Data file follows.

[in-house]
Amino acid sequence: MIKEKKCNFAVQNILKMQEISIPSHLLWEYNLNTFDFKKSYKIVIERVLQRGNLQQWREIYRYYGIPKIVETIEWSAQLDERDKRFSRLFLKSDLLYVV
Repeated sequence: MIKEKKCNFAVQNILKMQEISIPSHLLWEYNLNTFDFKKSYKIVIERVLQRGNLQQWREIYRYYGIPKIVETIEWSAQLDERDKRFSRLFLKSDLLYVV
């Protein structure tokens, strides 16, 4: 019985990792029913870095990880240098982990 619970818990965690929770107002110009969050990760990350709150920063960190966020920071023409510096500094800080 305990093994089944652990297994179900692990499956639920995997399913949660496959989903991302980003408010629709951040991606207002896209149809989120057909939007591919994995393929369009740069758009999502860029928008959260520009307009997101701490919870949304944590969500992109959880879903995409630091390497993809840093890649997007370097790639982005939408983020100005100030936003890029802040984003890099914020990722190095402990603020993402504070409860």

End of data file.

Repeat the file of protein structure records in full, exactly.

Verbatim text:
[in-house]
Amino acid sequence: MIKEKKCNFAVQNILKMQEISIPSHLLWEYNLNTFDFKKSYKIVIERVLQRGNLQQWREIYRYYGIPKIVETIEWSAQLDERDKRFSRLFLKSDLLYVV
Repeated sequence: MIKEKKCNFAVQNILKMQEISIPSHLLWEYNLNTFDFKKSYKIVIERVLQRGNLQQWREIYRYYGIPKIVETIEWSAQLDERDKRFSRLFLKSDLLYVV
């Protein structure tokens, strides 16, 4: 019985990792029913870095990880240098982990 619970818990965690929770107002110009969050990760990350709150920063960190966020920071023409510096500094800080 305990093994089944652990297994179900692990499956639920995997399913949660496959989903991302980003408010629709951040991606207002896209149809989120057909939007591919994995393929369009740069758009999502860029928008959260520009307009997101701490919870949304944590969500992109959880879903995409630091390497993809840093890649997007370097790639982005939408983020100005100030936003890029802040984003890099914020990722190095402990603020993402504070409860």